Soon I'm given a deviation and a choice. Turn right to avoid a military warning area, or climb above it to 25,000 feet. I select the latter; it makes for a straight track and gets us above some clouds. Timing. Had we gotten to the airport 20 minutes sooner, there would have been no delay and we'd be 100 miles closer to our destination. If the airplane had been protected on the ground, we'd be drier and less cold.

Three hours later a cold man and an uncomplaining-but-shivering dog start down. We arrive at KGED to pick up my wife and grandson, who are waiting to be whisked to KLEB, right where that weather is congregating, just as predicted four hours ago.

I have filed for just 21,000 feet because the trip is short (about 350 nautical miles) and I want to keep the cabin warm. Dover approach step climbs us to 11,000 and turns us over to Washington Center. Washington Center becomes New York, which soon tires of us and we're shuffled off to Boston. I make my usual request for direct CREAM, direct LEB, but my heart's not in it. Even if I get it, I won't like it. This track will take us through some rough-looking thunderstorms on the Nexrad. In a thick Boston accent, I'm told to sit tight, go direct HTO, we see the weather too. Now I see the red moving rapidly west to east as the Nexrad page refreshes itself. A course directly to Rutland, Vermont, will take us through the western edge of red, but I'm guessing it will be gone by the time we get there. Timing. I am aware of how tight this airspace is. Jets from Europe are all lined up coming into Kennedy and Newark, and then there are the Boston and Manchester arrivals and departures. I'm not hopeful when I ask for direct RUT, direct KLEB, but I get it immediately. God love Boston Center.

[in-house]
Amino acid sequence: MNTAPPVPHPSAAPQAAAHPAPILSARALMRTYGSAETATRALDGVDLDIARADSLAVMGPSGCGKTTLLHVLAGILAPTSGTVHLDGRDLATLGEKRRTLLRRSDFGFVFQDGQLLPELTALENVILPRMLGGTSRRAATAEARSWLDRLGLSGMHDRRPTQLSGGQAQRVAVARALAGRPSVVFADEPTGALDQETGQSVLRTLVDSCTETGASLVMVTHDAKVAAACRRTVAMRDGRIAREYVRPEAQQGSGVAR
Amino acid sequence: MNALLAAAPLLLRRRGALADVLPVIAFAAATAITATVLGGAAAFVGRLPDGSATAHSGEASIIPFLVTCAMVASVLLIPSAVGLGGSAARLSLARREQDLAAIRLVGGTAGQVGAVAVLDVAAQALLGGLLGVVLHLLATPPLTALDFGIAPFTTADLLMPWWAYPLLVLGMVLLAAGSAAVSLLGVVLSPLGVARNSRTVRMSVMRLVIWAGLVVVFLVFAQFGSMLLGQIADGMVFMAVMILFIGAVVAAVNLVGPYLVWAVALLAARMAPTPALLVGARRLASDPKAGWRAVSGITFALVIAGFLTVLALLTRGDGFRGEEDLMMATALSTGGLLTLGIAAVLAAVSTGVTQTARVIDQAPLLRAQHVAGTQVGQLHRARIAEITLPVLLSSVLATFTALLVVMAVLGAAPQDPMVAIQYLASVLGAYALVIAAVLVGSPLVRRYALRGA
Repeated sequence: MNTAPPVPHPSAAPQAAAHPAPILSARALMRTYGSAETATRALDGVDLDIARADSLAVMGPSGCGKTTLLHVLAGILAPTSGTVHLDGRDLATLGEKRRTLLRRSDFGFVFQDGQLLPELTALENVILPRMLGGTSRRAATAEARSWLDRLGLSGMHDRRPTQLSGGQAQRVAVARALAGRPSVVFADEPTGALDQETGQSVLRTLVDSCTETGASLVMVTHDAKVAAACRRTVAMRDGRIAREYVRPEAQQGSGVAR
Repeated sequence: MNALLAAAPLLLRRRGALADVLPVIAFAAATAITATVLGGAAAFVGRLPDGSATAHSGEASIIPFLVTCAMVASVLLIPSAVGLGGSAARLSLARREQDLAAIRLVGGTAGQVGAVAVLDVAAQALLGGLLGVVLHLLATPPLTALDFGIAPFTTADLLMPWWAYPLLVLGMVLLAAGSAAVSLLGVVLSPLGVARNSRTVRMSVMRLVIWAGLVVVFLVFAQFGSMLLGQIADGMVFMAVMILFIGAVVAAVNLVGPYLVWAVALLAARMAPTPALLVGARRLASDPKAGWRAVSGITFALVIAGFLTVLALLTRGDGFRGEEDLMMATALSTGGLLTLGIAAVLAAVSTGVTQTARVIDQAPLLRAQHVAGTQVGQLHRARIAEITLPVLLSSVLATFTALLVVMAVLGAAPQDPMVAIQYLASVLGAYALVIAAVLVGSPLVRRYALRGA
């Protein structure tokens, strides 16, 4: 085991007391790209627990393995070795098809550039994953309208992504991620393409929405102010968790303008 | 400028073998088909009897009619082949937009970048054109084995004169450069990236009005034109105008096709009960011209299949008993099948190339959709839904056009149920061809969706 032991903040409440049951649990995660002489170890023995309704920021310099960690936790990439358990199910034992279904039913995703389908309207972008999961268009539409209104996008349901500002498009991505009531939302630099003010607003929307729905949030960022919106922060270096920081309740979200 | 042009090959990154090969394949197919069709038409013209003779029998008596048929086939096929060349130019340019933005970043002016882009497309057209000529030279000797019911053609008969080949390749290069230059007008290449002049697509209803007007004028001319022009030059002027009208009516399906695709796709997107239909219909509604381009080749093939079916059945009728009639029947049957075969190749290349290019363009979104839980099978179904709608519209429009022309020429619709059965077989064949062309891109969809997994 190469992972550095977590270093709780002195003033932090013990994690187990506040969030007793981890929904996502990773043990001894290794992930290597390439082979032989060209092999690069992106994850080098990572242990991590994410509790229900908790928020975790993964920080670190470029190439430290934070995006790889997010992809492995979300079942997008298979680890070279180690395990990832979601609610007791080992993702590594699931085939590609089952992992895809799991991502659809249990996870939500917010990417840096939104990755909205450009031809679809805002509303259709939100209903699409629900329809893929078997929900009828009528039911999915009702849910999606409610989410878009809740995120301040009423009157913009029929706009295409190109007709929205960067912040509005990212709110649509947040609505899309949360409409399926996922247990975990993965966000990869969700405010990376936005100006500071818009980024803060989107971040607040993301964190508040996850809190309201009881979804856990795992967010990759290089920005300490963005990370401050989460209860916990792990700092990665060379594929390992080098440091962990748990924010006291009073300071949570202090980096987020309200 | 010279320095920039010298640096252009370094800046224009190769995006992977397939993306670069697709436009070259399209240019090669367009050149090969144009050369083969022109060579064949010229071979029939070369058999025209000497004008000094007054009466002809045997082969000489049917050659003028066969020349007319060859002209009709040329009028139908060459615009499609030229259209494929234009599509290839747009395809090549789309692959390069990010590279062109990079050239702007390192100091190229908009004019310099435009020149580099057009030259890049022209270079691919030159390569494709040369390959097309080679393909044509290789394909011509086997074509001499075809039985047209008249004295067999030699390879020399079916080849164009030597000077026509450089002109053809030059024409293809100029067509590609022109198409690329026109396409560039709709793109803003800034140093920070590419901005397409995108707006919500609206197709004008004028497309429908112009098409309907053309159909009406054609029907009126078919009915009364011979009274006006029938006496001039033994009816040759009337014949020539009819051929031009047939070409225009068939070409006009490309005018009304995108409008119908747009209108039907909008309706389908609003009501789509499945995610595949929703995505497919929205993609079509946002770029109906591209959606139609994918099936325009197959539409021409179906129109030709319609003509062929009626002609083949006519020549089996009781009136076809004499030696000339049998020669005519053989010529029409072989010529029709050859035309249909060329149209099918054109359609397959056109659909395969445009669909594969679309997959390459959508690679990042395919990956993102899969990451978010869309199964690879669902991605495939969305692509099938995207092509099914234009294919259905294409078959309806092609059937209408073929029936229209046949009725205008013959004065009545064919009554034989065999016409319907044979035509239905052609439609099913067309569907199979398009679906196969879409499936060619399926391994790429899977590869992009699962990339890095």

My 4-year-old grandson sends his instructions forward to the cockpit. "Stay away from the black clouds," he suggests. Four-year-olds have a way of getting to the point that adults don't have. Their sense of time is different too. This young man enjoys light to moderate turbulence -- he thinks the bounces are "fun" -- but he's very sure he wants to stay out of that black stuff out the window. My enthusiasm for this favorable routing is soon diminished by the instruction to descend to 17,000. Seeing that we're still more than 130 miles from landing and that this altitude will put us directly into the dark cloud we are now above, I try to negotiate a higher intermediate altitude. No go. I reluctantly pull back the power and select 17,000 on the altitude preselect. In a gesture of pure passive-aggressiveness, I set the decent rate at 500 feet a minute to delay our penetration into the clouds. I warn the passengers. They look solemn -- even the dog.

I don't understand this altitude restriction, which we frequently get going northeast-bound and never on the return, southwest-bound trip. I ask Boston for a phone number so I can call when we get on the ground and ask why. No sense tying up the frequency on a busy weather day to bother the harried controller.

The next day I call Boston Center on the land line and find myself talking to an extremely friendly man named Ed Green. "Yeah, one of my guys said somebody asked for the phone number, so I was aware that you might call," he says. It turns out that our route of flight traverses several sectors and that makes it harder to grant exceptions to the customary altitudes used in this part of the world. On a hectic day, there just isn't time to coordinate a delay in descent, he said. Coming southwest-bound, we're already in the low 20s before we start to cross all the sector boundaries.

Green was a great ambassador for the folks whose voices are familiar to all of us, regardless of regional accents. It was just luck, and good timing, that I got him on the phone.

Lately, I've been amazed that I almost always get where I want to go when I want to get there, despite the weather. This salutary outcome can be ascribed to a good, well-maintained, if elderly, turboprop, excellent avionics and, almost always, timing.

Dick Karl
Dick KarlAuthor
Dick Karl is a cancer surgeon who appreciates the beauty and science involved in both surgery and flying. Dick’s monthly Gear Up celebrates the human side of flying. He writes about his enthusiasm for both the machines and the people who fly and maintain them.